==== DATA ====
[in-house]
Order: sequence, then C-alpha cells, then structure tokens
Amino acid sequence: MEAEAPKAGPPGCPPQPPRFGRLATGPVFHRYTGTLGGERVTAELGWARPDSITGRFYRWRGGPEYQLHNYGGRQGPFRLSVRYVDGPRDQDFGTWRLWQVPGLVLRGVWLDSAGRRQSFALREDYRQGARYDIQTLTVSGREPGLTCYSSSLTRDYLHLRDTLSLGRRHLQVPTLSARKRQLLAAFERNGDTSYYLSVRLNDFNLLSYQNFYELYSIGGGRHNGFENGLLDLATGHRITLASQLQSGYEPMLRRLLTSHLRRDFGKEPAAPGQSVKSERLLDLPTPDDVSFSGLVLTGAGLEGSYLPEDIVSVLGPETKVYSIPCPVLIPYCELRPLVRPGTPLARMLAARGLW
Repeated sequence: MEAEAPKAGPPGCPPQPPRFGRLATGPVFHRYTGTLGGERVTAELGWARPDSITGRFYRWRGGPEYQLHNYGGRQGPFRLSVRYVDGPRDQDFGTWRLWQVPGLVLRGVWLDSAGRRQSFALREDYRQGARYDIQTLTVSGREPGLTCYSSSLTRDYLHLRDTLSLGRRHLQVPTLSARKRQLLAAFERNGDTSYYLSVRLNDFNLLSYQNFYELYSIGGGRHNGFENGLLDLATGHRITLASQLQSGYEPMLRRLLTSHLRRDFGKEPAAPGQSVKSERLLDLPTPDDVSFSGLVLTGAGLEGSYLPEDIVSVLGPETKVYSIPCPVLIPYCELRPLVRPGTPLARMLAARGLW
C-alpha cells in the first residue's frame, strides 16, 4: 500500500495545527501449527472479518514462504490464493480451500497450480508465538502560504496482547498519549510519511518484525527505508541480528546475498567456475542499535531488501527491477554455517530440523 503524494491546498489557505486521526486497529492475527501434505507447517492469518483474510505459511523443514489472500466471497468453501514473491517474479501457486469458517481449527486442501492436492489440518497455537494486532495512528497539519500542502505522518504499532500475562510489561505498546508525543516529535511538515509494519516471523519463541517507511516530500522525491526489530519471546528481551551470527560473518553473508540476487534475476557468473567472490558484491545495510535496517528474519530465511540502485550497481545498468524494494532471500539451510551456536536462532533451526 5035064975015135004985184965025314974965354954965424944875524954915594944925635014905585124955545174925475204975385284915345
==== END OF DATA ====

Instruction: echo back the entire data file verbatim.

[in-house]
Order: sequence, then C-alpha cells, then structure tokens
Amino acid sequence: MEAEAPKAGPPGCPPQPPRFGRLATGPVFHRYTGTLGGERVTAELGWARPDSITGRFYRWRGGPEYQLHNYGGRQGPFRLSVRYVDGPRDQDFGTWRLWQVPGLVLRGVWLDSAGRRQSFALREDYRQGARYDIQTLTVSGREPGLTCYSSSLTRDYLHLRDTLSLGRRHLQVPTLSARKRQLLAAFERNGDTSYYLSVRLNDFNLLSYQNFYELYSIGGGRHNGFENGLLDLATGHRITLASQLQSGYEPMLRRLLTSHLRRDFGKEPAAPGQSVKSERLLDLPTPDDVSFSGLVLTGAGLEGSYLPEDIVSVLGPETKVYSIPCPVLIPYCELRPLVRPGTPLARMLAARGLW
Repeated sequence: MEAEAPKAGPPGCPPQPPRFGRLATGPVFHRYTGTLGGERVTAELGWARPDSITGRFYRWRGGPEYQLHNYGGRQGPFRLSVRYVDGPRDQDFGTWRLWQVPGLVLRGVWLDSAGRRQSFALREDYRQGARYDIQTLTVSGREPGLTCYSSSLTRDYLHLRDTLSLGRRHLQVPTLSARKRQLLAAFERNGDTSYYLSVRLNDFNLLSYQNFYELYSIGGGRHNGFENGLLDLATGHRITLASQLQSGYEPMLRRLLTSHLRRDFGKEPAAPGQSVKSERLLDLPTPDDVSFSGLVLTGAGLEGSYLPEDIVSVLGPETKVYSIPCPVLIPYCELRPLVRPGTPLARMLAARGLW
C-alpha cells in the first residue's frame, strides 16, 4: 500500500495545527501449527472479518514462504490464493480451500497450480508465538502560504496482547498519549510519511518484525527505508541480528546475498567456475542499535531488501527491477554455517530440523 503524494491546498489557505486521526486497529492475527501434505507447517492469518483474510505459511523443514489472500466471497468453501514473491517474479501457486469458517481449527486442501492436492489440518497455537494486532495512528497539519500542502505522518504499532500475562510489561505498546508525543516529535511538515509494519516471523519463541517507511516530500522525491526489530519471546528481551551470527560473518553473508540476487534475476557468473567472490558484491545495510535496517528474519530465511540502485550497481545498468524494494532471500539451510551456536536462532533451526 5035064975015135004985184965025314974965354954965424944875524954915594944925635014905585124955545174925475204975385284915345